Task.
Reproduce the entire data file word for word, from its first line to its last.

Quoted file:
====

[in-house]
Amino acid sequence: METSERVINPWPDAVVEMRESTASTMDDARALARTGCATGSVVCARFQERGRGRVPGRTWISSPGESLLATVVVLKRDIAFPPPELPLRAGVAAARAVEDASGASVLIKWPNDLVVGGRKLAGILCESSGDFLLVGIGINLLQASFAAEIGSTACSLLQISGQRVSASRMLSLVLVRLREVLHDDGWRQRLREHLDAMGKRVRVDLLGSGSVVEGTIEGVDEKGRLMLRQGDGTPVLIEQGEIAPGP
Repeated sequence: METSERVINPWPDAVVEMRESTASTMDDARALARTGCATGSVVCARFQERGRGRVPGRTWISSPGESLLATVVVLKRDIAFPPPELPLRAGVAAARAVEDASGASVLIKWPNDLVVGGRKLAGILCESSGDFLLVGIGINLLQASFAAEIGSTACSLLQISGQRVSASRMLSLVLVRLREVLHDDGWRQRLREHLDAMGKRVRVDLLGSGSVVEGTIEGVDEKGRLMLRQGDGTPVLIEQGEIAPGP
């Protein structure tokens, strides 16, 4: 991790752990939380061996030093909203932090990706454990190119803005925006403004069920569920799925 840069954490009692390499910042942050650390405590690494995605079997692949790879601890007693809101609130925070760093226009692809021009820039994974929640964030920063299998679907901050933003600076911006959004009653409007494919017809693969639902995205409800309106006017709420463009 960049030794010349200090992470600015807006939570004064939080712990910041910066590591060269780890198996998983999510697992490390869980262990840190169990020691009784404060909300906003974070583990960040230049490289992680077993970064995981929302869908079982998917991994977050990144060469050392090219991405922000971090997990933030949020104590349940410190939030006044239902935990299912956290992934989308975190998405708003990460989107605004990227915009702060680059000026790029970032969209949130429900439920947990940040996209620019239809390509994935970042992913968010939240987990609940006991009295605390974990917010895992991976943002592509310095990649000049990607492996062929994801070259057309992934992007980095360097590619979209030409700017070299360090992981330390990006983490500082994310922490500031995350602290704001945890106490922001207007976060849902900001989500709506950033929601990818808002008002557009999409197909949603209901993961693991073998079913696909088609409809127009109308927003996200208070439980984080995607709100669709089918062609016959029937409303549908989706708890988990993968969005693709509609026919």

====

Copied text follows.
[in-house]
Amino acid sequence: METSERVINPWPDAVVEMRESTASTMDDARALARTGCATGSVVCARFQERGRGRVPGRTWISSPGESLLATVVVLKRDIAFPPPELPLRAGVAAARAVEDASGASVLIKWPNDLVVGGRKLAGILCESSGDFLLVGIGINLLQASFAAEIGSTACSLLQISGQRVSASRMLSLVLVRLREVLHDDGWRQRLREHLDAMGKRVRVDLLGSGSVVEGTIEGVDEKGRLMLRQGDGTPVLIEQGEIAPGP
Repeated sequence: METSERVINPWPDAVVEMRESTASTMDDARALARTGCATGSVVCARFQERGRGRVPGRTWISSPGESLLATVVVLKRDIAFPPPELPLRAGVAAARAVEDASGASVLIKWPNDLVVGGRKLAGILCESSGDFLLVGIGINLLQASFAAEIGSTACSLLQISGQRVSASRMLSLVLVRLREVLHDDGWRQRLREHLDAMGKRVRVDLLGSGSVVEGTIEGVDEKGRLMLRQGDGTPVLIEQGEIAPGP
């Protein structure tokens, strides 16, 4: 991790752990939380061996030093909203932090990706454990190119803005925006403004069920569920799925 840069954490009692390499910042942050650390405590690494995605079997692949790879601890007693809101609130925070760093226009692809021009820039994974929640964030920063299998679907901050933003600076911006959004009653409007494919017809693969639902995205409800309106006017709420463009 960049030794010349200090992470600015807006939570004064939080712990910041910066590591060269780890198996998983999510697992490390869980262990840190169990020691009784404060909300906003974070583990960040230049490289992680077993970064995981929302869908079982998917991994977050990144060469050392090219991405922000971090997990933030949020104590349940410190939030006044239902935990299912956290992934989308975190998405708003990460989107605004990227915009702060680059000026790029970032969209949130429900439920947990940040996209620019239809390509994935970042992913968010939240987990609940006991009295605390974990917010895992991976943002592509310095990649000049990607492996062929994801070259057309992934992007980095360097590619979209030409700017070299360090992981330390990006983490500082994310922490500031995350602290704001945890106490922001207007976060849902900001989500709506950033929601990818808002008002557009999409197909949603209901993961693991073998079913696909088609409809127009109308927003996200208070439980984080995607709100669709089918062609016959029937409303549908989706708890988990993968969005693709509609026919």